SOUTH FORSYTH — Andrew Ross walked into the entrance of North Fulton Hospital with blood on his sweatshirt.
As soon as he mentioned something about Kroger and a baby, everyone knew who he was, leading him to the room where his wife and newborn daughter rested.
Ross had witnessed the birth of his third child shortly before they arrived at the hospital Jan. 15 and not long after visiting the Kroger on Peachtree Parkway/McGinnis Ferry Road.
The couple had stopped at the south Forsyth grocery store so Ross’ wife, Deborah, could use the restroom. They were actually on the way to the Roswell hospital to deliver the child.
When they walked in the doors to Kroger and were told the restrooms were in the back of the store, Ross said, “she looked at me and said, ‘I don’t think I can make it back there.’”
“In that very second — we had been there about 20-30 seconds — I looked down and my daughter is staring me in the face,” Ross said. “She came out within another few seconds, and about 90 seconds later she was born.”
Cora Wien — the German spelling of Vienna, the Austrian capital and home to her parents in their early years of marriage — Ross came into the world weighing 7 pounds, 11 ounces and measuring 20 inches, not much lighter than a bag of ice.
Needless to say, it was an “unplanned process” to have the girl birthed next to the shopping carts.
Ross had left work — at Atlanta Neighborhood Charter School in southeast Atlanta — about 4 p.m. with Deborah’s contractions beginning to worsen, but “nothing too alarming.”
“I got home at 5:20 p.m., and little did I know in an hour I’d be holding my daughter,” said Ross, who has been married to Deborah for nearly 10 years, the last seven of which have been in Georgia.
Not the greatest time of the day to drive out of and then back into Atlanta on a time crunch. In the rain.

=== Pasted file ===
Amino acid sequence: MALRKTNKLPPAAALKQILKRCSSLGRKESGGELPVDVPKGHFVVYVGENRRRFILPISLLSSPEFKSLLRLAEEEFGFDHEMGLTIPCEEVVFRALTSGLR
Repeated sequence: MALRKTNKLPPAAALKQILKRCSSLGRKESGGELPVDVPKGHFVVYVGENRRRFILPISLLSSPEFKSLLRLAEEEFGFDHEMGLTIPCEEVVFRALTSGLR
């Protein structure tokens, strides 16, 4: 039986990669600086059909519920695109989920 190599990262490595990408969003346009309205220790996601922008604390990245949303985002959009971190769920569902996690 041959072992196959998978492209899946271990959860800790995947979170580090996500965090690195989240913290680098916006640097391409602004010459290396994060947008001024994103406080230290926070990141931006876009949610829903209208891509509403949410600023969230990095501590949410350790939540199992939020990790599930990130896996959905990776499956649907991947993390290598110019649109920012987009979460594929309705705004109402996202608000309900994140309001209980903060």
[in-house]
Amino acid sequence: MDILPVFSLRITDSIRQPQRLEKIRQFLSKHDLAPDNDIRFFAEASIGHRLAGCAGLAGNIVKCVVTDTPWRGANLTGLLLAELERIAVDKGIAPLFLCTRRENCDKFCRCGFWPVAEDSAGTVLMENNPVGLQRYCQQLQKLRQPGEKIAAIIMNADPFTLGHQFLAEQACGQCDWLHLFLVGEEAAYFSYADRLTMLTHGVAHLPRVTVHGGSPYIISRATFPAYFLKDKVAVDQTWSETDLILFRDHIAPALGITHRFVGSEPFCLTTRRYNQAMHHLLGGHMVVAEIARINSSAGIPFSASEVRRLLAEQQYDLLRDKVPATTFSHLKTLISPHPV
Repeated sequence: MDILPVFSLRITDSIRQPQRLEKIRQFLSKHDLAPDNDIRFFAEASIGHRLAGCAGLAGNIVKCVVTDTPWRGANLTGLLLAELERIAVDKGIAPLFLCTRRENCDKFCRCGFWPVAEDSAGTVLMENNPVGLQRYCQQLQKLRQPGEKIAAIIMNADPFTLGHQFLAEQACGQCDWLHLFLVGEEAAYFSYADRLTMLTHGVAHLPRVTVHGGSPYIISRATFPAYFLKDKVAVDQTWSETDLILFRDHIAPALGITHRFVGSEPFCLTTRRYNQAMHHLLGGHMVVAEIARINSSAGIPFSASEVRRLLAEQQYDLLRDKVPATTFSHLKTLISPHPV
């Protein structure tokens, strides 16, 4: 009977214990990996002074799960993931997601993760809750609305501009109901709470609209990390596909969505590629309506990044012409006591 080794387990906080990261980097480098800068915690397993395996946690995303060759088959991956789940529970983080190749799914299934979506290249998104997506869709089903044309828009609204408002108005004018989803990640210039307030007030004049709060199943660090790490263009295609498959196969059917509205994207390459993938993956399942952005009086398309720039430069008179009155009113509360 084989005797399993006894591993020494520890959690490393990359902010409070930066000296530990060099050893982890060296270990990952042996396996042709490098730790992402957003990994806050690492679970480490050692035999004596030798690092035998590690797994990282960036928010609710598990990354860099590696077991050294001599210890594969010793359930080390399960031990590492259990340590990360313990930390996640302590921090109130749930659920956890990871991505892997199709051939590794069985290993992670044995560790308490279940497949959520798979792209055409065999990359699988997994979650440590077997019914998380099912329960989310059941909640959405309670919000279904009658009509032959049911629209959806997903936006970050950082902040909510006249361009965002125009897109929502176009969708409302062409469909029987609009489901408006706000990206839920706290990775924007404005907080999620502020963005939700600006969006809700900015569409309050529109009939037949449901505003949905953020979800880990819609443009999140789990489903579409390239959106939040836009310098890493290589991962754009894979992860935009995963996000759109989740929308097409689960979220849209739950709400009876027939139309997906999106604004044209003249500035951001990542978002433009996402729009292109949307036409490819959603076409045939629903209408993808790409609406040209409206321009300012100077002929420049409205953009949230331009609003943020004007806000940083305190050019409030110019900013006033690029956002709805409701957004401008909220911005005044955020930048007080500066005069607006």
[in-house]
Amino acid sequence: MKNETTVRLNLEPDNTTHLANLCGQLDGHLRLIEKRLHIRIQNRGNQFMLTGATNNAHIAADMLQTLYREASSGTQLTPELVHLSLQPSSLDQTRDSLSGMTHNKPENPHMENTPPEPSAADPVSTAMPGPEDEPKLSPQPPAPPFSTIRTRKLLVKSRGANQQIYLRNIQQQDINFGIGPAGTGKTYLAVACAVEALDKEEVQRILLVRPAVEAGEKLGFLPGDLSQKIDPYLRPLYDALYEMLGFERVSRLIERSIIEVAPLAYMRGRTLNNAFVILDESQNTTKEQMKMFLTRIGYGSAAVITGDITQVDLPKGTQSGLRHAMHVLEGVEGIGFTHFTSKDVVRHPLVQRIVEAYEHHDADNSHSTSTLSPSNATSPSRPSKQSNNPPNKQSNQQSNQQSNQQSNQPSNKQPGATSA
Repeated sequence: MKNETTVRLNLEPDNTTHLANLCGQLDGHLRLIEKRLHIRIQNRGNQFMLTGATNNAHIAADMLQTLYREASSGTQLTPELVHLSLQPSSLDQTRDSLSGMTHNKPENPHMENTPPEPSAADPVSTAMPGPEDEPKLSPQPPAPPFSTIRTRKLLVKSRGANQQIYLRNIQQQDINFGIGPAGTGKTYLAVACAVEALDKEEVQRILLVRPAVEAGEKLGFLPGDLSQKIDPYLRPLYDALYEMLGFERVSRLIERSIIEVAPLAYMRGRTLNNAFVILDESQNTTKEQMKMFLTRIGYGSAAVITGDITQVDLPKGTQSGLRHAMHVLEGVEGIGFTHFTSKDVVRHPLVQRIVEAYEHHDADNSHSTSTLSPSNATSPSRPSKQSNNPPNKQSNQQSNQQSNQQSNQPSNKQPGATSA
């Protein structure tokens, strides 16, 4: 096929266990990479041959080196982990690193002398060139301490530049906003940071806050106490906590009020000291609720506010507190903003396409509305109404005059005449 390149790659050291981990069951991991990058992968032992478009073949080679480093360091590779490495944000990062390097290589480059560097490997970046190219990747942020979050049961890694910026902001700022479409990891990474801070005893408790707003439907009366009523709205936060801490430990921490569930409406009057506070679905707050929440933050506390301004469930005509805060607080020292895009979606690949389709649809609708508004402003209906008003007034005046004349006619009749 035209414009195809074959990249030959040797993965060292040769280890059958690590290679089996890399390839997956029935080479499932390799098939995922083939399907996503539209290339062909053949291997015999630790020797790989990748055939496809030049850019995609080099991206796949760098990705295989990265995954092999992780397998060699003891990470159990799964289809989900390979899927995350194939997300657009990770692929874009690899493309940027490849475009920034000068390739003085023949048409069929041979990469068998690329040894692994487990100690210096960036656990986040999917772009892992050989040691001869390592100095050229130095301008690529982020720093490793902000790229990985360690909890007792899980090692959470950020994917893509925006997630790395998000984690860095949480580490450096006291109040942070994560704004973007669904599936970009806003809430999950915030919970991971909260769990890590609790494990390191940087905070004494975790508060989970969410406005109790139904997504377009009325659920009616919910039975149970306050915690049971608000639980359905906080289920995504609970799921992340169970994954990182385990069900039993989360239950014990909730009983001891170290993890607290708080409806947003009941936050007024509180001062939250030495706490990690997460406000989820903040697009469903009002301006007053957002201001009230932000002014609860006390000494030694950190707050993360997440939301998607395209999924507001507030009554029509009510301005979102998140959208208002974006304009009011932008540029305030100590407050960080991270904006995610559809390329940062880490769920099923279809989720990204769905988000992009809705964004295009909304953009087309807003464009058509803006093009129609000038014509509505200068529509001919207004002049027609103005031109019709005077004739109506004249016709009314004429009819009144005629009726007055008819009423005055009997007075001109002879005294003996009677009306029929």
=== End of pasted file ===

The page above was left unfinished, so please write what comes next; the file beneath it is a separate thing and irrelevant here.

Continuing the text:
They aimed for North Fulton because it is one of two hospitals in the metro area that perform water births, Ross said. The other was farther south.
Ella, their first child, who is nearly 5, was born quickly too, so a water birth was suggested for their second. Their son, 2-year-old Findlay, was born in a birthing tub “to slow things down. In a good way.”
By the time they reached McGinnis Ferry Road and Buford Highway, Deborah’s water broke. They first looked to a nearby fast-food eatery, but proceeded west to Kroger after noticing how busy the restaurant appeared.
“She looked at me and said, ‘You have to pull over. I got to get out of this car,’” Ross said.
A patron helped hold her, and employees retrieved blankets and a wheelchair. By the time EMS personnel arrived five to seven minutes after the initial call, mom was holding a bundle of blankets and baby.
Ross cut the umbilical cord before following the ambulance to the hospital. He said both his wife and daughter remained in healthy condition.
“At the hospital there were not a lot of complications, except for being a little cold.” Ross said.
“It was very unplanned, but obviously it ended up being a blessing because people were able to help. Better than being born in the car.”